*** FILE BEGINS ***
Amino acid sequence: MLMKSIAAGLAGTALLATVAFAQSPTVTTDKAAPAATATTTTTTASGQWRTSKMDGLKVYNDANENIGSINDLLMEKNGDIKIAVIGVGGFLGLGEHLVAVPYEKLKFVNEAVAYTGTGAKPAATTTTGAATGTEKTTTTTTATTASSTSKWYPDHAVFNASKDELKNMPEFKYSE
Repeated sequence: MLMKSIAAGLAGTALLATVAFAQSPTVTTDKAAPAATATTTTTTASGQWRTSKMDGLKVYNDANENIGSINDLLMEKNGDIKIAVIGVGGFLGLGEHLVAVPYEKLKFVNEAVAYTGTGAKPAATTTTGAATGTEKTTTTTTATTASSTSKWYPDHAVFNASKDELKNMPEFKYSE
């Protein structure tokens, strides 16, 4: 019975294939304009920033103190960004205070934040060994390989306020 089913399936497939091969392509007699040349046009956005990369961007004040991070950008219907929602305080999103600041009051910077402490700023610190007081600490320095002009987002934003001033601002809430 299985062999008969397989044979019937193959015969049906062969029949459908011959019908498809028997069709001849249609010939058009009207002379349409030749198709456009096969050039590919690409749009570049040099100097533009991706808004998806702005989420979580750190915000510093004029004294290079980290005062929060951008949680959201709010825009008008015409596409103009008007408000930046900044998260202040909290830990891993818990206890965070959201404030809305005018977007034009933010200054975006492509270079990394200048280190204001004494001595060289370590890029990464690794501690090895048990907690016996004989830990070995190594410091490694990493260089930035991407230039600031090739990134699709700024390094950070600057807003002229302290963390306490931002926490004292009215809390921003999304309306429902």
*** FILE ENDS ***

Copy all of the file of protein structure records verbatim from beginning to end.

Amino acid sequence: MLMKSIAAGLAGTALLATVAFAQSPTVTTDKAAPAATATTTTTTASGQWRTSKMDGLKVYNDANENIGSINDLLMEKNGDIKIAVIGVGGFLGLGEHLVAVPYEKLKFVNEAVAYTGTGAKPAATTTTGAATGTEKTTTTTTATTASSTSKWYPDHAVFNASKDELKNMPEFKYSE
Repeated sequence: MLMKSIAAGLAGTALLATVAFAQSPTVTTDKAAPAATATTTTTTASGQWRTSKMDGLKVYNDANENIGSINDLLMEKNGDIKIAVIGVGGFLGLGEHLVAVPYEKLKFVNEAVAYTGTGAKPAATTTTGAATGTEKTTTTTTATTASSTSKWYPDHAVFNASKDELKNMPEFKYSE
């Protein structure tokens, strides 16, 4: 019975294939304009920033103190960004205070934040060994390989306020 089913399936497939091969392509007699040349046009956005990369961007004040991070950008219907929602305080999103600041009051910077402490700023610190007081600490320095002009987002934003001033601002809430 299985062999008969397989044979019937193959015969049906062969029949459908011959019908498809028997069709001849249609010939058009009207002379349409030749198709456009096969050039590919690409749009570049040099100097533009991706808004998806702005989420979580750190915000510093004029004294290079980290005062929060951008949680959201709010825009008008015409596409103009008007408000930046900044998260202040909290830990891993818990206890965070959201404030809305005018977007034009933010200054975006492509270079990394200048280190204001004494001595060289370590890029990464690794501690090895048990907690016996004989830990070995190594410091490694990493260089930035991407230039600031090739990134699709700024390094950070600057807003002229302290963390306490931002926490004292009215809390921003999304309306429902």